In 2010 Olaf explored the melancholy side of life in his series Hotel. In another series, The Siege and Relief of Leiden (2011), he depicts iconic scenes of relief of Leiden on 3 October 1574, bringing leading figures together in dramatic settings, adding a touch of humour by including hidden iPods and other items of modern times in the medieval scenery. His most recent series is the Keyhole (2011/2012), Olaf’s first 3D installation that balances a thin line between intimacy, shame and feelings of guilt, and the Berlin series, depicting children and adults throughout the German capital. It’s pitched as an examination of what he sees as a modern “interbellum” period, a time when the sociopolitical structures that defined the 20th century are being turned on their head. There are uncomfortable similarities with what happened in Germany in the 1920s; the fair-haired and porcelain-skinned children in black suits suggestive of Hitler-Jugend.
Olaf’s conceptually provocative style has been embraced by the advertising and fashion worlds. Besides his art projects, Olaf accepts commercial commissions from sponsors with vastly differing requirements – he has worked for diverse clients including the Dutch monarchy, creating a portrait of Queen Maxima in 2010; luxury brands such as Louis Vuitton and Bottega Veneta; and design brand Moooi – and his work has been published in Vogue, Vanity Fair and the New York Times. In his celebrated series Fashion Victims, for the New York Times, Olaf critiques the world of high-end fashion. His worldwide campaigns for Diesel Jeans and Heineken won him the coveted Silver Lion at the Cannes Lions Festival.
In addition, he has made video clips for well-known Dutch personalities as well as short documentaries and films for children. His latest project is pictures for Masters of Sex and designs for one side of the Dutch euro coin, in honour of the Netherlands’ first king since 1890, Willem-Alexander, who was sworn in April 2013. Olaf’s designs were released in early 2014.
Interest has grown in his work partly thanks to important art dealers in the U.S. and Japan who are eager to invest in Olaf’s work. It seems as if his years of hard work are finally leading to serious recognition. The achievement is impressive, not least considering that Olaf is contending with emphysema, a weakening disease that obliges him to deal carefully with his energy reserves.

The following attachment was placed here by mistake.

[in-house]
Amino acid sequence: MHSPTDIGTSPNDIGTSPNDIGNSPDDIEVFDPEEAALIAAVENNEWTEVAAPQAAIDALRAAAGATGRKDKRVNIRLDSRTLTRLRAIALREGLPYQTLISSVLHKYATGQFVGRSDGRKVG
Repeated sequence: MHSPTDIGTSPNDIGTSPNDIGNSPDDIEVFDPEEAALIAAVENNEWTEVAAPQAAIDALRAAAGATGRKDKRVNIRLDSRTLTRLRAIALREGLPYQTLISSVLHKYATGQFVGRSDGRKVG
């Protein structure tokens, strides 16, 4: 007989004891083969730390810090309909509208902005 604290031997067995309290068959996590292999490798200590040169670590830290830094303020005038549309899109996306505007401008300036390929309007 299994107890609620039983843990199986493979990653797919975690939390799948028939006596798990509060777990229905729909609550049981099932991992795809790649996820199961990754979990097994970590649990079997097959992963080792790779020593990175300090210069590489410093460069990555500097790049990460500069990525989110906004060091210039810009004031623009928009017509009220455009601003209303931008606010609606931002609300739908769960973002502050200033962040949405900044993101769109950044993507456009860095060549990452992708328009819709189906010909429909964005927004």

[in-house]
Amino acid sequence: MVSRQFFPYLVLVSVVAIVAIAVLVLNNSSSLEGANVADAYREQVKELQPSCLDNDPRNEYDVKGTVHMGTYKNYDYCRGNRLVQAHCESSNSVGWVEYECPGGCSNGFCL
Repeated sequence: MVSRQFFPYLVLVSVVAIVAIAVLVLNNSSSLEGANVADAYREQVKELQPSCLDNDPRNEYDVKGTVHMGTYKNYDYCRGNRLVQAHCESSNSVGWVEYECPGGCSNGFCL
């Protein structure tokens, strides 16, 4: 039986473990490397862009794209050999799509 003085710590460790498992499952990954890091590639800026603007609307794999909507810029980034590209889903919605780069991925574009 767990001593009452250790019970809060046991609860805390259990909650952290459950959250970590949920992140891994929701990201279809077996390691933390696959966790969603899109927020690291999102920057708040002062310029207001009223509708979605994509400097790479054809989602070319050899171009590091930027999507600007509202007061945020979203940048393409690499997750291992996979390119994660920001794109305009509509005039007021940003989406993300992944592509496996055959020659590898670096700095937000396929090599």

With plans to publish a new book in 2014 as an overview of his work throughout the years, it’s a good time to reflect with Olaf on his career. Taking time out from a packed schedule, he answered questions by email.
DOORDUIJN: How would you describe your photographic work to someone who has never seen it?
OLAF: I would describe my work as highly stylised staged photography.
DOORDUIJN: Has your technique and vision changed over the years?
OLAF: In recent years, the technical side of my work has changed in that I now work with a digital camera, instead of using film. Also, I am making more installations now instead of just producing photo series. It gives me the feeling that I can draw up more of a complete ‘image’, with more dimensions.
My vision has changed over the years as well. I am looking for more detail in the human emotion instead of focusing on grand gestures.
DOORDUIJN: Why is it important for you to raise awareness? To explore issues of class, race, sexual taste, beliefs and habits in your work?
OLAF: It is important to raise awareness for certain issues because they are dear and personal to me. My work is always a reflection of my personal life and beliefs, so I think it is natural for me to include issues that I want to raise awareness for. Also I have found out that I have a stage, and as an artist I think it is important to use your stage for causes that you find important.
DOORDUIJN: What defines photography/documentary as a work of art? What do you think the function of art should be in today’s society?
OLAF: Photography becomes art when there are more layers of meaning to it, I think, but for me it is also difficult to determine what is art and what not and why? Art is a loose term; it applies to so many different forms of expression.